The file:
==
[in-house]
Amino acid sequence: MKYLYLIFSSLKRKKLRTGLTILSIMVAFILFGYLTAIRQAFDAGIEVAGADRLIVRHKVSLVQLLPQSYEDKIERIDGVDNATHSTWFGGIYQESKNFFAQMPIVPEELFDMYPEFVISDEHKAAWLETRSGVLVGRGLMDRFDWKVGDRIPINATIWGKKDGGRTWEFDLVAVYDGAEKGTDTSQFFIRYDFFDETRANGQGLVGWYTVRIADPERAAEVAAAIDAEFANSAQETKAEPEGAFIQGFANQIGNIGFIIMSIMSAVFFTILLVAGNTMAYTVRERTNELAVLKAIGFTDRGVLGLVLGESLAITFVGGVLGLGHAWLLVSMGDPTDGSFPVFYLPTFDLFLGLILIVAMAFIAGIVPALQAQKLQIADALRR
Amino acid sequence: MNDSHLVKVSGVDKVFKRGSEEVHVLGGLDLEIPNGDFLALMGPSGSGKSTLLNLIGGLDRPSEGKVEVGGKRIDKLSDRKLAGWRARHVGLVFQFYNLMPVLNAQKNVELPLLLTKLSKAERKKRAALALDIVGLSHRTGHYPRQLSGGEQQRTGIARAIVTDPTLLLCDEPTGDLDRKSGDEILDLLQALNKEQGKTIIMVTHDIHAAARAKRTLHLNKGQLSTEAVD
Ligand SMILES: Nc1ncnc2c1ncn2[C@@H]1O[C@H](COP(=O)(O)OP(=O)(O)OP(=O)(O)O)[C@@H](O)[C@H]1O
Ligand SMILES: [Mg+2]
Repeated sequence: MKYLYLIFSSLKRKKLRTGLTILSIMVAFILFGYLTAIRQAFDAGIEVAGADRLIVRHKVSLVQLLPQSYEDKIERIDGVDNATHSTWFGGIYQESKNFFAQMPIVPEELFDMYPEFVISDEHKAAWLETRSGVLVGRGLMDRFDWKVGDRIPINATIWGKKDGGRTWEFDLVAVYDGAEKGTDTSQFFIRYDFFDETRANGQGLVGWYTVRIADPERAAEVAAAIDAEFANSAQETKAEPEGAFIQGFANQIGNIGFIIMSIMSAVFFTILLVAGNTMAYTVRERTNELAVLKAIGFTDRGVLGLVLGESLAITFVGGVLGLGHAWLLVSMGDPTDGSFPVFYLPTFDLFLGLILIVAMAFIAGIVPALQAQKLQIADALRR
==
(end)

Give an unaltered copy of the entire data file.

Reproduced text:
[in-house]
Amino acid sequence: MKYLYLIFSSLKRKKLRTGLTILSIMVAFILFGYLTAIRQAFDAGIEVAGADRLIVRHKVSLVQLLPQSYEDKIERIDGVDNATHSTWFGGIYQESKNFFAQMPIVPEELFDMYPEFVISDEHKAAWLETRSGVLVGRGLMDRFDWKVGDRIPINATIWGKKDGGRTWEFDLVAVYDGAEKGTDTSQFFIRYDFFDETRANGQGLVGWYTVRIADPERAAEVAAAIDAEFANSAQETKAEPEGAFIQGFANQIGNIGFIIMSIMSAVFFTILLVAGNTMAYTVRERTNELAVLKAIGFTDRGVLGLVLGESLAITFVGGVLGLGHAWLLVSMGDPTDGSFPVFYLPTFDLFLGLILIVAMAFIAGIVPALQAQKLQIADALRR
Amino acid sequence: MNDSHLVKVSGVDKVFKRGSEEVHVLGGLDLEIPNGDFLALMGPSGSGKSTLLNLIGGLDRPSEGKVEVGGKRIDKLSDRKLAGWRARHVGLVFQFYNLMPVLNAQKNVELPLLLTKLSKAERKKRAALALDIVGLSHRTGHYPRQLSGGEQQRTGIARAIVTDPTLLLCDEPTGDLDRKSGDEILDLLQALNKEQGKTIIMVTHDIHAAARAKRTLHLNKGQLSTEAVD
Ligand SMILES: Nc1ncnc2c1ncn2[C@@H]1O[C@H](COP(=O)(O)OP(=O)(O)OP(=O)(O)O)[C@@H](O)[C@H]1O
Ligand SMILES: [Mg+2]
Repeated sequence: MKYLYLIFSSLKRKKLRTGLTILSIMVAFILFGYLTAIRQAFDAGIEVAGADRLIVRHKVSLVQLLPQSYEDKIERIDGVDNATHSTWFGGIYQESKNFFAQMPIVPEELFDMYPEFVISDEHKAAWLETRSGVLVGRGLMDRFDWKVGDRIPINATIWGKKDGGRTWEFDLVAVYDGAEKGTDTSQFFIRYDFFDETRANGQGLVGWYTVRIADPERAAEVAAAIDAEFANSAQETKAEPEGAFIQGFANQIGNIGFIIMSIMSAVFFTILLVAGNTMAYTVRERTNELAVLKAIGFTDRGVLGLVLGESLAITFVGGVLGLGHAWLLVSMGDPTDGSFPVFYLPTFDLFLGLILIVAMAFIAGIVPALQAQKLQIADALRR